Following the tragic events of the Movie Theater shooting, and other horrific events over the last decade or two, it is frequently difficult for individuals to cope with the feelings and anxiety that are elicited by those tragedies.  Regardless of whether you were witness to the scene, knew someone who was a victim of, or witness to, the tragedy, or if you are just hearing about it from friends or media, it is shocking and difficult to understand.

Symptoms of trauma can include nightmares, depression, anxiety and panic, feelings of insecurity or disbelief that such a tragedy could have happened.  Being aware of how you feel is the first step to taking care of yourself in such an aftermath.  There are also other things to keep in mind when trying to cope in the face of such a devastating story:

  1. Remember that feelings of shock and confusion are normal in the aftermath of a very abnormal and tragic event.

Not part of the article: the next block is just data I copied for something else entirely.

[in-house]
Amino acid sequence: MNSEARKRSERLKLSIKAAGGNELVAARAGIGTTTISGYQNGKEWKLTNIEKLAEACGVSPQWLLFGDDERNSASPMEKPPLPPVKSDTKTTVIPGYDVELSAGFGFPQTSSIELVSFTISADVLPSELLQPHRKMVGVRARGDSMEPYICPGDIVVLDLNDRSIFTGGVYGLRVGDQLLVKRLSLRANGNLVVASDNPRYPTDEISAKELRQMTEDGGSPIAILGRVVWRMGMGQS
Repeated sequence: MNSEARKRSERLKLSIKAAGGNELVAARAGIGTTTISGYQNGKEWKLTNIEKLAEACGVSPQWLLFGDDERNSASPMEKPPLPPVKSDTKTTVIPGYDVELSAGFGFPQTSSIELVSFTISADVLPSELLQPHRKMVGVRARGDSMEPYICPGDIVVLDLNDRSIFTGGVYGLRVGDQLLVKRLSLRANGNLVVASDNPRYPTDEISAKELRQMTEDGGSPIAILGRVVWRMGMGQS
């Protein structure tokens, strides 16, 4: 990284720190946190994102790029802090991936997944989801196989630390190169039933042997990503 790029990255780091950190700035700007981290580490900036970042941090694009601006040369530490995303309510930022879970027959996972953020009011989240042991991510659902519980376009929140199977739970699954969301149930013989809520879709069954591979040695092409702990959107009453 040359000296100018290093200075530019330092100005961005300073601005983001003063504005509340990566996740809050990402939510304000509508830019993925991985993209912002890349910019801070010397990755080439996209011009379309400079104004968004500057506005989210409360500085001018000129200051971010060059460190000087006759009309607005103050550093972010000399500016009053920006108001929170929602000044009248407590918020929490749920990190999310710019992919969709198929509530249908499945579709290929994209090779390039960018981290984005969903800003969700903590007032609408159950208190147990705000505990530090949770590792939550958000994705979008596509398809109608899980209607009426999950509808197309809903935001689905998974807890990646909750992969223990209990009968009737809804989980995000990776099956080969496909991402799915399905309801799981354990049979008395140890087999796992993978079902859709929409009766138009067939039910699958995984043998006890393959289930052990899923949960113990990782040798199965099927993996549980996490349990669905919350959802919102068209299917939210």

2. Talk to people about your feelings.
  3. Spend time with the people you are close to and love.
  4. Involve yourself in activities you enjoy.
  5. Nurture yourself.
  6. Exercise.  This releases endorphins which are helpful in the healing process.
  7. Give yourself time to heal.

If you find yourself in a position where your symptoms are not improving, or you don’t have anyone with whom to talk about your emotions, it is good to seek support or counseling to help you to recover from the shock.  There is help available for processing something as difficult to understand as these unthinkable human tragedies.